Szubin added that the relief of sanctions associated with a successful agreement would only be offered gradually and only if Iran proves its compliance at every stage. Such verification is one of the provisions of a bill that is pending in the US Senate, which would also require congressional approval of any deal.
The administration may find that it is necessary to indicate common cause with this legislation, as CNS News suggests that a policy of cutting Congress out of the process and demanding deference to presidential negotiating authority has been self-defeating. The conservative news source notes that the Iran Nuclear Agreement Review Act has only acquire more co-sponsors, including Democrats, since the president has promised to veto it and appealed to party loyalty on this issue.
In keeping with Congress’s general adversarial approach to the Iranian regime, the bill also goes beyond the nuclear issue by calling for periodic proof that Tehran has not “directly supported, financed, planned, or carried out an act of terrorism against the United States.”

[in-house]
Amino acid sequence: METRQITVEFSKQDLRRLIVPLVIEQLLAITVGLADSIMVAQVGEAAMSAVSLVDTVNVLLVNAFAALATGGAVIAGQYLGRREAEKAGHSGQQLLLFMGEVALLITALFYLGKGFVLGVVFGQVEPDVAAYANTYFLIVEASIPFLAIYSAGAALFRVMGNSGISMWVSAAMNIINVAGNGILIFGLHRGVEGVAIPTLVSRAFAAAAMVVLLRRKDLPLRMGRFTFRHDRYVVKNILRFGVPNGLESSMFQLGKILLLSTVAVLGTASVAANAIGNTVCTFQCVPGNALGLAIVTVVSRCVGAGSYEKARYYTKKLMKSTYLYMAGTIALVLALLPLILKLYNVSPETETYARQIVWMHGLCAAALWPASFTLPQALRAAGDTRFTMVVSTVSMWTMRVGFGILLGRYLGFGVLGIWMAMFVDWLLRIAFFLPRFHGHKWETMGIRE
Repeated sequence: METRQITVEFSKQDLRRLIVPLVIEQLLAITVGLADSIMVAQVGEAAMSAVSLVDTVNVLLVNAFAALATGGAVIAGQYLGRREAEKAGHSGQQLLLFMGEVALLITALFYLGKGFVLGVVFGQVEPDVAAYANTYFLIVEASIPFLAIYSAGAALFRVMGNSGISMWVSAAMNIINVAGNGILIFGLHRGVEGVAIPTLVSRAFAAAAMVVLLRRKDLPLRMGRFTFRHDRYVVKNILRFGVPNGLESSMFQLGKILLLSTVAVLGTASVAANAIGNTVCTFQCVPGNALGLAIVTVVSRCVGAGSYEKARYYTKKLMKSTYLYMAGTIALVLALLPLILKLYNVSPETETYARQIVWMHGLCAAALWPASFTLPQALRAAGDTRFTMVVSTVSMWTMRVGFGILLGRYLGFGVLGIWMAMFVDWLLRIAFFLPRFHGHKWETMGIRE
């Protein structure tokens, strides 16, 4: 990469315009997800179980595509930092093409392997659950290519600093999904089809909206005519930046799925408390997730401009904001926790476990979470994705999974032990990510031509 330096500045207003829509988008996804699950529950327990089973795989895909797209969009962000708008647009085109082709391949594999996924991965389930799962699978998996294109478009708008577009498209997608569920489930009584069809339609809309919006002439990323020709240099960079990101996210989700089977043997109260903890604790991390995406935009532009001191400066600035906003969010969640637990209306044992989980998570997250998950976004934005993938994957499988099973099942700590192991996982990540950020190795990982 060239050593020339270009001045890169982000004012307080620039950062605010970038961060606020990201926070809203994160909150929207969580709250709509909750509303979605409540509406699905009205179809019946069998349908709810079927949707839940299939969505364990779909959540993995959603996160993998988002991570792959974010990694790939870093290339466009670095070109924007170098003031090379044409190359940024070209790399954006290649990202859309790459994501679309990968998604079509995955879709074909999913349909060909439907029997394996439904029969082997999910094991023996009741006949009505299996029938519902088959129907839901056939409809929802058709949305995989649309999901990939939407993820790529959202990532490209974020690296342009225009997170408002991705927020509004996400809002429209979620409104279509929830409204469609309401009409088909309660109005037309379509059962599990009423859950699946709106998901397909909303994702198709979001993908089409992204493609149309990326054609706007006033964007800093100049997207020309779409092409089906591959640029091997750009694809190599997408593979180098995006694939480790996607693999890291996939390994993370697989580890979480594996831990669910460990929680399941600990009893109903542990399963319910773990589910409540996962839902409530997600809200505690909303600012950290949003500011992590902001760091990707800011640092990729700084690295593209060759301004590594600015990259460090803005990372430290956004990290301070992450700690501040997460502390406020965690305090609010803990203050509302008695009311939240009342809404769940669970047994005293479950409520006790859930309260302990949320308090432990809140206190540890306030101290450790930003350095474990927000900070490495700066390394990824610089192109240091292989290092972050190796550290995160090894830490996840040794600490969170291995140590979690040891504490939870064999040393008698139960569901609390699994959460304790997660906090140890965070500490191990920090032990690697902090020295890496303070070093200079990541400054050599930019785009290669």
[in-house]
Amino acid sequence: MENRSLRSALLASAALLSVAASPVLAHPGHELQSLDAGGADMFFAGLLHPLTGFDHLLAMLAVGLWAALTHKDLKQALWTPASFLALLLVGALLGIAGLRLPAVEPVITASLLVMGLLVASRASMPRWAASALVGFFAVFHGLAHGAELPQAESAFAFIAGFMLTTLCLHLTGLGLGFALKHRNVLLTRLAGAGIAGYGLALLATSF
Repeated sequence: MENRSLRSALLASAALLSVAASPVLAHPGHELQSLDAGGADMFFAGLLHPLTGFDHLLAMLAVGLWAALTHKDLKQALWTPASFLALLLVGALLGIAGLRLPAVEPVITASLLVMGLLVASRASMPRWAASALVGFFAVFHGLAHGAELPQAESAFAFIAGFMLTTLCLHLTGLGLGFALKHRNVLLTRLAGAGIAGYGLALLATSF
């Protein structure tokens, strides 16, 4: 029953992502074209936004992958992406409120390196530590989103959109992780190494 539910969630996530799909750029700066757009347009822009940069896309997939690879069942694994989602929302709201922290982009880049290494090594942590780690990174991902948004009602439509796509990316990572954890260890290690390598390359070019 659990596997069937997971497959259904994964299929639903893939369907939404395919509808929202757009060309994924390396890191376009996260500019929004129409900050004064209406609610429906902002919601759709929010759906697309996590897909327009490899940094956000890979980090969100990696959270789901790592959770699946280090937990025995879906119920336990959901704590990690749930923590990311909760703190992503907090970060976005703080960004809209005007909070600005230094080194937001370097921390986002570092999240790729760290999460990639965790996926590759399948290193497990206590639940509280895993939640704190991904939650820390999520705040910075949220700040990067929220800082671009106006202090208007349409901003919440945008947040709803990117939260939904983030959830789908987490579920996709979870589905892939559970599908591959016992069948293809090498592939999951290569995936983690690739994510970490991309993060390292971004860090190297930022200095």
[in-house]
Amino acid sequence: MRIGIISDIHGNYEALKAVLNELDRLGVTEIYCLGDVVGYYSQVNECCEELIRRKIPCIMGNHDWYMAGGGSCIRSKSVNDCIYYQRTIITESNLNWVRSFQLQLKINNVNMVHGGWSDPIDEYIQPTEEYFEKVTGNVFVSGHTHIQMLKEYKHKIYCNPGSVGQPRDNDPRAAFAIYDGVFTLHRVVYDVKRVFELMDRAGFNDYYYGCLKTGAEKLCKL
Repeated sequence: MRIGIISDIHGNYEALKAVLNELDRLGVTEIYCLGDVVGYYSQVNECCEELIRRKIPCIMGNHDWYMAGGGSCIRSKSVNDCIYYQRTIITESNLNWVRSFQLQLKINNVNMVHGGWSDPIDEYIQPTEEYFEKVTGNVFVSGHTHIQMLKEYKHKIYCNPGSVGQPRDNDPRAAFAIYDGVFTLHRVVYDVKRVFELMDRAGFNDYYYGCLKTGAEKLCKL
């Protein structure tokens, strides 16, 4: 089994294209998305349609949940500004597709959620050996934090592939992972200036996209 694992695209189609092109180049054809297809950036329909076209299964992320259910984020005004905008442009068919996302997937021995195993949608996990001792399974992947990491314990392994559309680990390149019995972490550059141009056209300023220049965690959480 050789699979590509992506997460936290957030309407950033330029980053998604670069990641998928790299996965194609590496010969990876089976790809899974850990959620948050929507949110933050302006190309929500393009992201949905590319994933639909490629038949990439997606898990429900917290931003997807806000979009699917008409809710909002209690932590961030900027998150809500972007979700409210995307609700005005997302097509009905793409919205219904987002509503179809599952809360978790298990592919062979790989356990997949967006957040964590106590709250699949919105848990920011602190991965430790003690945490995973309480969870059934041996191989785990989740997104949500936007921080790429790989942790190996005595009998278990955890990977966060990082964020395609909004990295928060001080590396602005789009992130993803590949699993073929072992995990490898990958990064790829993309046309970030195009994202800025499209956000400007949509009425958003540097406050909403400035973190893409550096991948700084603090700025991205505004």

Many congressional critics of the Obama administration have taken issue with the neglect of these broader issues in the midst of focus on the Iranian nuclear program. And these objections are poised to get louder in light of the news that the draft agreement may lead to early removal of sanctions on Iranian arms shipments – a feature that is likely linked to the Obama administration’s efforts to effectively partner with Iran against the Islamic State militants in Iraq.
Iran’s support of terrorism and its contribution to sectarian conflicts also face renewed relevance in light of the fact that, as FrontPage Mag points out, March marks the fourth anniversary of the start of the Syrian Civil War, which continues to rage today in large part because of the Iranian regime’s support for the dictatorship of Bashar al-Assad, a situation that has given Tehran and its Revolutionary Guards nearly direct control over affairs in secure Syrian territory.
The prospect of legal Iranian weapons shipments may lead to the further expansion of Iranian influence in the region. For persons opposed to the regime, this is sure to stand as another cause for fear about a nuclear agreement that is increasingly concrete, but the signing of which is still in doubt.